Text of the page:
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After the Reliable Replacement Warhead: What's Next for the U.S. Nuclear Arsenal?

Jeffrey Lewis

The Reliable Replacement Warhead (RRW) as envisioned by the Bush administration is effectively dead. This past fall, for the second year in a row, the Democratic Congress zeroed out funding for the RRW program despite Bush administration claims that extending the life of the current warhead types in the U.S. nuclear stockpile would, at some distant point in the future, lead to a sharp uptick in aging-related defects.

Lawmakers refused to appropriate $10 million intended “to enable maturation of the design,” to resolve questions about certification, and to document past work.[1] As a candidate, President-elect Barack Obama told Arms Control Today in answers to written questions that he “will not authorize the development of new nuclear weapons and related capabilities.”[2]

This might seem like the end of the story. After all, independent assessments have concluded that the United States today has a stronger basis for confidence in its stockpile of nuclear weapons than at any time in history. Officials at the National Nuclear Security Administration (NNSA) have stated that any aging-related concerns with the country’s nuclear stockpile are not expected to emerge for decades, if then. The United States spends billions a year on stockpile stewardship activities, including extensive surveillance and testing of components.

Yet, President Obama will have to articulate a strategy for sustaining the safety, security, and reliability of the stockpile that is capable of commanding bipartisan support. Such a strategy will be essential to supporting other goals articulated in the campaign, including further strategic arms reductions with Russia and working with the Senate to secure the ratification of the Comprehensive Test Ban Treaty (CTBT) “at the earliest practical date.”

The Origins and Problems of RRW

Despite the high level of confidence in the stockpile today, a pessimist might be concerned about maintaining that confidence indefinitely without the Cold War practice of designing, yield testing, and manufacturing new nuclear weapons designs on a continuous basis. These concerns prompted Congress in 2004 to create the RRW program to “improve the reliability, longevity and certifiability of existing weapons and their components.”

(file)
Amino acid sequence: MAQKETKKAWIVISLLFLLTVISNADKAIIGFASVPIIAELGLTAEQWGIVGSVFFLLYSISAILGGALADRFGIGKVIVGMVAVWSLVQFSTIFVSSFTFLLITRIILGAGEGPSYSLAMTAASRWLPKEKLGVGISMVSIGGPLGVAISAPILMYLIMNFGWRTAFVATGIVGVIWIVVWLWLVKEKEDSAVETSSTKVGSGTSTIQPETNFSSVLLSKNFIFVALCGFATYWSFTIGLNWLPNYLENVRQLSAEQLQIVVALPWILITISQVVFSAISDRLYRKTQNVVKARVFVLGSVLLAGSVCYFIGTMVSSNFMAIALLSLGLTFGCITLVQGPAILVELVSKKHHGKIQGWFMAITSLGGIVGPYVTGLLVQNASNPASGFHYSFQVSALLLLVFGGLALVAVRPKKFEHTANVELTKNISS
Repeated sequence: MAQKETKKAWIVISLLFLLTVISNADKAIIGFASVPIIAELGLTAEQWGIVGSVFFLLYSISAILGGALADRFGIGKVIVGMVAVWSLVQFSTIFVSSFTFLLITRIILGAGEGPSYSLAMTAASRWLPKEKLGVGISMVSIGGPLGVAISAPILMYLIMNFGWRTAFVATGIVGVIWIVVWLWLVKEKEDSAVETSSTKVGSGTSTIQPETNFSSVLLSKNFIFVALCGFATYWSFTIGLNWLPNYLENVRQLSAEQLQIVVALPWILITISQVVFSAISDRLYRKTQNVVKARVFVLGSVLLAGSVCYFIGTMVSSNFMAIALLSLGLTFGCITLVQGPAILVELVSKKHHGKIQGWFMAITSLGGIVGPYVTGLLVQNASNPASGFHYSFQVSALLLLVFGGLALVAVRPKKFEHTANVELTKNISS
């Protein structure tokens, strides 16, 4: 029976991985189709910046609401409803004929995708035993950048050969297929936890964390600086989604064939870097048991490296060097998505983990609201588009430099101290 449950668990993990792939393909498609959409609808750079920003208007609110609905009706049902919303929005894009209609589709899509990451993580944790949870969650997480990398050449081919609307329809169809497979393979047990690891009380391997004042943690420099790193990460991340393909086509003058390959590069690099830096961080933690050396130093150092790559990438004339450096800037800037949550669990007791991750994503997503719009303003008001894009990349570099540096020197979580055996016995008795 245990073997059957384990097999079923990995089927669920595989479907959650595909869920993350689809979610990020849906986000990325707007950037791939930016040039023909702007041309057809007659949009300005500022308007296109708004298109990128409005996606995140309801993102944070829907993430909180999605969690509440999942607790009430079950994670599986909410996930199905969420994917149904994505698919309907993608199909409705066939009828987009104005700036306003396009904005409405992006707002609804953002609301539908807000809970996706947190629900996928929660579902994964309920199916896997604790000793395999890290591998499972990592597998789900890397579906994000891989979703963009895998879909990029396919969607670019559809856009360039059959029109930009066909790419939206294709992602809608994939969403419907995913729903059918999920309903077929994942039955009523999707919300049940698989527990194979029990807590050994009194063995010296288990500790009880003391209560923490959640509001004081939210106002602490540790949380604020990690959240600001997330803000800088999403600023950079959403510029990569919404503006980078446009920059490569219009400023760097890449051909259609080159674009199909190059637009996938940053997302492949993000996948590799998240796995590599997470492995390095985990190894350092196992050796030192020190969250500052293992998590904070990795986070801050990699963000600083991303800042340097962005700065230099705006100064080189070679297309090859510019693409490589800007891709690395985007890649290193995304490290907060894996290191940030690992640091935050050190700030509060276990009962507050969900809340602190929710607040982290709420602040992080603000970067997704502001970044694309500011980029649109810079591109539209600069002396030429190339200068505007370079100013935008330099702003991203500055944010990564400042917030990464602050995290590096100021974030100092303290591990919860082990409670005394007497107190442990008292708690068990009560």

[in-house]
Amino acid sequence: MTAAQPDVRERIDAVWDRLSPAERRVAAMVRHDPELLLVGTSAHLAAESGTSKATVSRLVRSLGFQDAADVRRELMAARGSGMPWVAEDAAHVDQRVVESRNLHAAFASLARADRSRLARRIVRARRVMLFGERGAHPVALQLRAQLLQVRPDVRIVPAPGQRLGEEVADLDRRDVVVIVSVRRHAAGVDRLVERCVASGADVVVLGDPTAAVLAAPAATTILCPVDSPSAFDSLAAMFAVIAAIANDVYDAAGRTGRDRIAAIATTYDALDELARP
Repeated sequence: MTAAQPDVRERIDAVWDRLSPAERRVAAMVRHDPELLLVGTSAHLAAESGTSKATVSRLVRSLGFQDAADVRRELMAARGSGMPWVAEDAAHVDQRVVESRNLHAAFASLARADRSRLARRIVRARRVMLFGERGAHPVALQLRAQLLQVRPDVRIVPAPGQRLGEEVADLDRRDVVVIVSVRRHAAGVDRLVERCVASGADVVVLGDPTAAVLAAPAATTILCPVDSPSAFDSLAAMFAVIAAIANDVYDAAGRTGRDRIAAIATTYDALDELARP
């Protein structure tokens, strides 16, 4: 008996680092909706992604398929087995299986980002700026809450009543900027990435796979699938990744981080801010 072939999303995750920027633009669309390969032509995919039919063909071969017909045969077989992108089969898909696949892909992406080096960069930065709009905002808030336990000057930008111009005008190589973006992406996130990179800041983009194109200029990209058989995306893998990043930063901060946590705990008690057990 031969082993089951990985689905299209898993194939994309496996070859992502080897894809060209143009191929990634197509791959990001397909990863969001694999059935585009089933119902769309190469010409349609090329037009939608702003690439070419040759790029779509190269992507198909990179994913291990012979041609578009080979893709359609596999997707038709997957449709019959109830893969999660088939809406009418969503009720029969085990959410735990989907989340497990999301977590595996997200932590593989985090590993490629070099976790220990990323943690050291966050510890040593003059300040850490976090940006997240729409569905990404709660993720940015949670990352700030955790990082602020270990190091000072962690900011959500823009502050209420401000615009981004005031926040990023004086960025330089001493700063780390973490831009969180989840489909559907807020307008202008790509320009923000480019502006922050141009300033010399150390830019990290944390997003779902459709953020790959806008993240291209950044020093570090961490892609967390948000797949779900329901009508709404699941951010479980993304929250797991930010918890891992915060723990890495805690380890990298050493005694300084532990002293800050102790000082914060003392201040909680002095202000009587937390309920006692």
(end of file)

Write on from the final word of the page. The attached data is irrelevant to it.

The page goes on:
In response to this congressional guidance regarding existing weapons and their components, the NNSA proposed the activities that we now associate with the RRW program: a multiyear effort to introduce a series of new warhead designs into the U.S. stockpile, beginning with the WR1, that would be optimized for high-performance margins, incorporate modern and enhanced security features, and be easier to manufacture, while allowing the NNSA to modernize the nuclear weapons complex.

This conception significantly exceeded the scope and purpose of the original congressional language.[3] In doing so, it introduced unappealing technical and political risks, as well as significant additional costs. Although the stated purpose of the program was to reduce the need for nuclear explosive testing, independent reviews could not assure that the NNSA would be able to certify WR1 without such tests. Furthermore, although administration officials claimed that a more reliable warhead would allow a significant reduction in stockpiled nuclear weapons, the perception that the United States was building a “new” nuclear weapon for the first time since the end of the Cold War overshadowed the administration’s announcement that it would reduce the stockpile to levels not seen since the Eisenhower administration. In response, Congress gave the RRW program a cold reception, culminating in the denial of funding for the program in each of the past two years.

Despite Obama’s stated views and congressional opposition, RRW advocates are likely to renew their efforts to move forward with WR1 either under the name of the RRW program or some other guise. Indeed, Secretary of Defense Robert Gates recently described the long-term outlook for the stockpile as “bleak,” warning that “the information on which we base our annual certification of stockpile grows increasingly dated and incomplete.”[4]

Rather than simply renewing efforts to fund the specific WR1 design, the Obama administration should instead implement a comprehensive strategy to address, in an orderly fashion, the broad questions raised in debates about the RRW program. A systematic investigation would have at least three major elements:

• A comprehensive review of U.S. nuclear weapons strategy, culminating in presidential decisions about the purpose and size of the U.S. nuclear weapons stockpile through 2016.

• An independent assessment of the past 15 years of the Stockpile Stewardship Program (SSP), including whether the United States could maintain the stockpile following ratification of the Comprehensive Test Ban Treaty (CTBT).